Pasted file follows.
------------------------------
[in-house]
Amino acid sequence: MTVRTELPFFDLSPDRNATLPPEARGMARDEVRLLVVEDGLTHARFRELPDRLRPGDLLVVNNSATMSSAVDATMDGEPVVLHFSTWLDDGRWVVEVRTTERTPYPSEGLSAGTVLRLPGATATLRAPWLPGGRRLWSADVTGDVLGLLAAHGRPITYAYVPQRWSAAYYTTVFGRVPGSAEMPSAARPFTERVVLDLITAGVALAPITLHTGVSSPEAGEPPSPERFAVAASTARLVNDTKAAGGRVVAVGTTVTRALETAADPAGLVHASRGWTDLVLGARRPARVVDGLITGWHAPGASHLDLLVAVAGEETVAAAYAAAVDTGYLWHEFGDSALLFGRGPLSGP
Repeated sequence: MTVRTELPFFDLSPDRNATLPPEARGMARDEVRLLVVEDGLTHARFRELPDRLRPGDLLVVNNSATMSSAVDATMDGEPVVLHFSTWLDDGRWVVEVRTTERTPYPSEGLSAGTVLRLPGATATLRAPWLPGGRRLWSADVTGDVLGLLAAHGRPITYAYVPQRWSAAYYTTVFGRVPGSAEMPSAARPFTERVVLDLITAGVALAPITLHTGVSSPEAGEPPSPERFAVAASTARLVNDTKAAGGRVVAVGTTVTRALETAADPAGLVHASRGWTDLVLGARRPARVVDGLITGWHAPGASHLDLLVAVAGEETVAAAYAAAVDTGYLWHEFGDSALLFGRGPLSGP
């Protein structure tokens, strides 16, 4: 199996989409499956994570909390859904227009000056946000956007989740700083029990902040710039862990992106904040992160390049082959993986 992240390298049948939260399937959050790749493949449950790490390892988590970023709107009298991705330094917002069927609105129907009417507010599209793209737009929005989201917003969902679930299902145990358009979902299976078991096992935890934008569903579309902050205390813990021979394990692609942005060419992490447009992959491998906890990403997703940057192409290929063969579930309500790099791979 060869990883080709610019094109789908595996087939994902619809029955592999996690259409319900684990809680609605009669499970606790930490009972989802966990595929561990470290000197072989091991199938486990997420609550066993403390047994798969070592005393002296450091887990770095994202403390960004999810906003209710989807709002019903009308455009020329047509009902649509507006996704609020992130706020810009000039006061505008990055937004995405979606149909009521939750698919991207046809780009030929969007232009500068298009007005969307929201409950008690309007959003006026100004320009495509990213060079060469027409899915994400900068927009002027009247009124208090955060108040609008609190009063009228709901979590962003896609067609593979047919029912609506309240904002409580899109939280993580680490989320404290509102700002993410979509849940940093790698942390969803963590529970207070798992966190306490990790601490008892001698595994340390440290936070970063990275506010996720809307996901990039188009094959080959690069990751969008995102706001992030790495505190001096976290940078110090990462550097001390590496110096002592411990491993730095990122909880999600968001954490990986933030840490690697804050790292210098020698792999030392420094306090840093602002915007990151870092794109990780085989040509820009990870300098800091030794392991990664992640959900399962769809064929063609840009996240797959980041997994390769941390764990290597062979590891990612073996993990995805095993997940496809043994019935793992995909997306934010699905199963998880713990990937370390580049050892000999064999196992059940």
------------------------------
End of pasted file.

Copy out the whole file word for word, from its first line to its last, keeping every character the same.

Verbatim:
[in-house]
Amino acid sequence: MTVRTELPFFDLSPDRNATLPPEARGMARDEVRLLVVEDGLTHARFRELPDRLRPGDLLVVNNSATMSSAVDATMDGEPVVLHFSTWLDDGRWVVEVRTTERTPYPSEGLSAGTVLRLPGATATLRAPWLPGGRRLWSADVTGDVLGLLAAHGRPITYAYVPQRWSAAYYTTVFGRVPGSAEMPSAARPFTERVVLDLITAGVALAPITLHTGVSSPEAGEPPSPERFAVAASTARLVNDTKAAGGRVVAVGTTVTRALETAADPAGLVHASRGWTDLVLGARRPARVVDGLITGWHAPGASHLDLLVAVAGEETVAAAYAAAVDTGYLWHEFGDSALLFGRGPLSGP
Repeated sequence: MTVRTELPFFDLSPDRNATLPPEARGMARDEVRLLVVEDGLTHARFRELPDRLRPGDLLVVNNSATMSSAVDATMDGEPVVLHFSTWLDDGRWVVEVRTTERTPYPSEGLSAGTVLRLPGATATLRAPWLPGGRRLWSADVTGDVLGLLAAHGRPITYAYVPQRWSAAYYTTVFGRVPGSAEMPSAARPFTERVVLDLITAGVALAPITLHTGVSSPEAGEPPSPERFAVAASTARLVNDTKAAGGRVVAVGTTVTRALETAADPAGLVHASRGWTDLVLGARRPARVVDGLITGWHAPGASHLDLLVAVAGEETVAAAYAAAVDTGYLWHEFGDSALLFGRGPLSGP
């Protein structure tokens, strides 16, 4: 199996989409499956994570909390859904227009000056946000956007989740700083029990902040710039862990992106904040992160390049082959993986 992240390298049948939260399937959050790749493949449950790490390892988590970023709107009298991705330094917002069927609105129907009417507010599209793209737009929005989201917003969902679930299902145990358009979902299976078991096992935890934008569903579309902050205390813990021979394990692609942005060419992490447009992959491998906890990403997703940057192409290929063969579930309500790099791979 060869990883080709610019094109789908595996087939994902619809029955592999996690259409319900684990809680609605009669499970606790930490009972989802966990595929561990470290000197072989091991199938486990997420609550066993403390047994798969070592005393002296450091887990770095994202403390960004999810906003209710989807709002019903009308455009020329047509009902649509507006996704609020992130706020810009000039006061505008990055937004995405979606149909009521939750698919991207046809780009030929969007232009500068298009007005969307929201409950008690309007959003006026100004320009495509990213060079060469027409899915994400900068927009002027009247009124208090955060108040609008609190009063009228709901979590962003896609067609593979047919029912609506309240904002409580899109939280993580680490989320404290509102700002993410979509849940940093790698942390969803963590529970207070798992966190306490990790601490008892001698595994340390440290936070970063990275506010996720809307996901990039188009094959080959690069990751969008995102706001992030790495505190001096976290940078110090990462550097001390590496110096002592411990491993730095990122909880999600968001954490990986933030840490690697804050790292210098020698792999030392420094306090840093602002915007990151870092794109990780085989040509820009990870300098800091030794392991990664992640959900399962769809064929063609840009996240797959980041997994390769941390764990290597062979590891990612073996993990995805095993997940496809043994019935793992995909997306934010699905199963998880713990990937370390580049050892000999064999196992059940």